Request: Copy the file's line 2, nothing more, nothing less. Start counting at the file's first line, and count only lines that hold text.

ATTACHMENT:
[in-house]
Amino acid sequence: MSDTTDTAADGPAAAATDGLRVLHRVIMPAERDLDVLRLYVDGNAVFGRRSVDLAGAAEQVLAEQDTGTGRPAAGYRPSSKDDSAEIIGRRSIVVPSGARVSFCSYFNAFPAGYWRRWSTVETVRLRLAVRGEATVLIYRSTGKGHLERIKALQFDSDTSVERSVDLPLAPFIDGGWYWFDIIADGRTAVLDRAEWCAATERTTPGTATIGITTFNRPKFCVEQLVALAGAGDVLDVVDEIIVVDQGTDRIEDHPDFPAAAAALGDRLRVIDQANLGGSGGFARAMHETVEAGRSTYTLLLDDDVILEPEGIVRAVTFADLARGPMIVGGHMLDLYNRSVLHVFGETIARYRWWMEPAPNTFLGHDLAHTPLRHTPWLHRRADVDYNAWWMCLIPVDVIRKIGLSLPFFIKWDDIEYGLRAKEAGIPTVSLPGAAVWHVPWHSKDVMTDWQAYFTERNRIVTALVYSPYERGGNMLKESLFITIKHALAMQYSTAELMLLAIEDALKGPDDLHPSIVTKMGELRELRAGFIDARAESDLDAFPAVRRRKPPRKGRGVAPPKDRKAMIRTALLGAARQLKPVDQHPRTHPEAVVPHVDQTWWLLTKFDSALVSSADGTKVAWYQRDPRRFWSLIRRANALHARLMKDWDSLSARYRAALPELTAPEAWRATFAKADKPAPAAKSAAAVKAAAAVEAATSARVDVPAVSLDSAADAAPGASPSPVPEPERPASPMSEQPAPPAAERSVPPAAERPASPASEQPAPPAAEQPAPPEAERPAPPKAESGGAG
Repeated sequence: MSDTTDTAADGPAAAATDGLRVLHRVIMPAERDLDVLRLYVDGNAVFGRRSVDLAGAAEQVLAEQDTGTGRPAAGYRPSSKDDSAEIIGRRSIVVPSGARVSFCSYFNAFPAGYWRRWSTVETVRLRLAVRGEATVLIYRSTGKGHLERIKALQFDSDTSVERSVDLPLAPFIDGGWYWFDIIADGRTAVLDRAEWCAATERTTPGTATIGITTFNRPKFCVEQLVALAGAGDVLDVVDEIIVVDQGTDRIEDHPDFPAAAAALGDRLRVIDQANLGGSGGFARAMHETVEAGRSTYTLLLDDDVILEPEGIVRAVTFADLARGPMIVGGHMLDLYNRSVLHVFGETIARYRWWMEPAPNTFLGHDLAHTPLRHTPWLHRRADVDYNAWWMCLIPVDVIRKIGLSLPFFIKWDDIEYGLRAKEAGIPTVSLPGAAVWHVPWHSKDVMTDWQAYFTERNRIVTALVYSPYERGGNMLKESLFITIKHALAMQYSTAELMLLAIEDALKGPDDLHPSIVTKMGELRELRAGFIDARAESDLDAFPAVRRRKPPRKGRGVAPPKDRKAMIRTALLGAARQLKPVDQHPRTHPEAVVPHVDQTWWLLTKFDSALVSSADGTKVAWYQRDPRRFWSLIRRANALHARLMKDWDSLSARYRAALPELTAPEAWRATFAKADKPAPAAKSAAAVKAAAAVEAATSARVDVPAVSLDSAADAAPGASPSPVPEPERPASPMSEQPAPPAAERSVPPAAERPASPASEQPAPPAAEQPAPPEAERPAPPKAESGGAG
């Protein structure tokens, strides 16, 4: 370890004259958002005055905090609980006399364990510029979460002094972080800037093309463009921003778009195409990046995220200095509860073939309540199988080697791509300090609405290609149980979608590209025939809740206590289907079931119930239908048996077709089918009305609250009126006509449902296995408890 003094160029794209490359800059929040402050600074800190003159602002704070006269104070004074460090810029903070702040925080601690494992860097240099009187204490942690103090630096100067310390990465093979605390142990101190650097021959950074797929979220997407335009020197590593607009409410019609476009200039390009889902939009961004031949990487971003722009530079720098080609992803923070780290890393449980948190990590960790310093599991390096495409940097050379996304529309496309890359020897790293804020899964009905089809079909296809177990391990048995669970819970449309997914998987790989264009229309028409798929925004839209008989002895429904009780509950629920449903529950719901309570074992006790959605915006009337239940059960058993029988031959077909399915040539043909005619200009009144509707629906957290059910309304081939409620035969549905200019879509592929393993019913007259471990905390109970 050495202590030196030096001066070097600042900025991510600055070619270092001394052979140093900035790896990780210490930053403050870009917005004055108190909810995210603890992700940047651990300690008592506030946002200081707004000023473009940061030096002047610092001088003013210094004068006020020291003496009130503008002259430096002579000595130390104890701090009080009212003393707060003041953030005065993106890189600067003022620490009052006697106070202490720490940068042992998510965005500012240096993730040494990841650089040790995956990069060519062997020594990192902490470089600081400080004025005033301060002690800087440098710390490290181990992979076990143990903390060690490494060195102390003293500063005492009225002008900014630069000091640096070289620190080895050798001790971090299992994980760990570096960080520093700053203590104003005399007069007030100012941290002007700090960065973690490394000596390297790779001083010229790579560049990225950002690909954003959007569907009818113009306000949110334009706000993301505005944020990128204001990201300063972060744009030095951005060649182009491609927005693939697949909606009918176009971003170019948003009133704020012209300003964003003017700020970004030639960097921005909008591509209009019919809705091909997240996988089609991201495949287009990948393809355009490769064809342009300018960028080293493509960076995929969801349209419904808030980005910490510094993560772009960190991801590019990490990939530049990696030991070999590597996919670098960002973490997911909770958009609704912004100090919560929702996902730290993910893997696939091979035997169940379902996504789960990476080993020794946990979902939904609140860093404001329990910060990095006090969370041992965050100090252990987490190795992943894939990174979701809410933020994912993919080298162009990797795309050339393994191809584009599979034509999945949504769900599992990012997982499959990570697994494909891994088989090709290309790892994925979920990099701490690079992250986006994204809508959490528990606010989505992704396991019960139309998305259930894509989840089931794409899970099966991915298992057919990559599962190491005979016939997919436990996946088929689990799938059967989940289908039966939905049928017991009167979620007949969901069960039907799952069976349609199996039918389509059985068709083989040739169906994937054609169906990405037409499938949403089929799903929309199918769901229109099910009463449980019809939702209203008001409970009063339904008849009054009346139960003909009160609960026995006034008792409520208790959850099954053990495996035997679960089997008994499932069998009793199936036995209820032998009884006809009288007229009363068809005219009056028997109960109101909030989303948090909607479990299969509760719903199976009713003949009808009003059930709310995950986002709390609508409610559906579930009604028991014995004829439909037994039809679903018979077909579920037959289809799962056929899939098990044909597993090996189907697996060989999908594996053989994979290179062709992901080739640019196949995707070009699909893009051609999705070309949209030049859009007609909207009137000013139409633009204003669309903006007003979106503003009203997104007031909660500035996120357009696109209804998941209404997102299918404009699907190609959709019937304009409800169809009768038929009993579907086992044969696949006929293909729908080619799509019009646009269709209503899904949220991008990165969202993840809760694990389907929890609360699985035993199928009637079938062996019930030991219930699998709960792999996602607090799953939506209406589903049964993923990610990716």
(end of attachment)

Amino acid sequence: MSDTTDTAADGPAAAATDGLRVLHRVIMPAERDLDVLRLYVDGNAVFGRRSVDLAGAAEQVLAEQDTGTGRPAAGYRPSSKDDSAEIIGRRSIVVPSGARVSFCSYFNAFPAGYWRRWSTVETVRLRLAVRGEATVLIYRSTGKGHLERIKALQFDSDTSVERSVDLPLAPFIDGGWYWFDIIADGRTAVLDRAEWCAATERTTPGTATIGITTFNRPKFCVEQLVALAGAGDVLDVVDEIIVVDQGTDRIEDHPDFPAAAAALGDRLRVIDQANLGGSGGFARAMHETVEAGRSTYTLLLDDDVILEPEGIVRAVTFADLARGPMIVGGHMLDLYNRSVLHVFGETIARYRWWMEPAPNTFLGHDLAHTPLRHTPWLHRRADVDYNAWWMCLIPVDVIRKIGLSLPFFIKWDDIEYGLRAKEAGIPTVSLPGAAVWHVPWHSKDVMTDWQAYFTERNRIVTALVYSPYERGGNMLKESLFITIKHALAMQYSTAELMLLAIEDALKGPDDLHPSIVTKMGELRELRAGFIDARAESDLDAFPAVRRRKPPRKGRGVAPPKDRKAMIRTALLGAARQLKPVDQHPRTHPEAVVPHVDQTWWLLTKFDSALVSSADGTKVAWYQRDPRRFWSLIRRANALHARLMKDWDSLSARYRAALPELTAPEAWRATFAKADKPAPAAKSAAAVKAAAAVEAATSARVDVPAVSLDSAADAAPGASPSPVPEPERPASPMSEQPAPPAAERSVPPAAERPASPASEQPAPPAAEQPAPPEAERPAPPKAESGGAG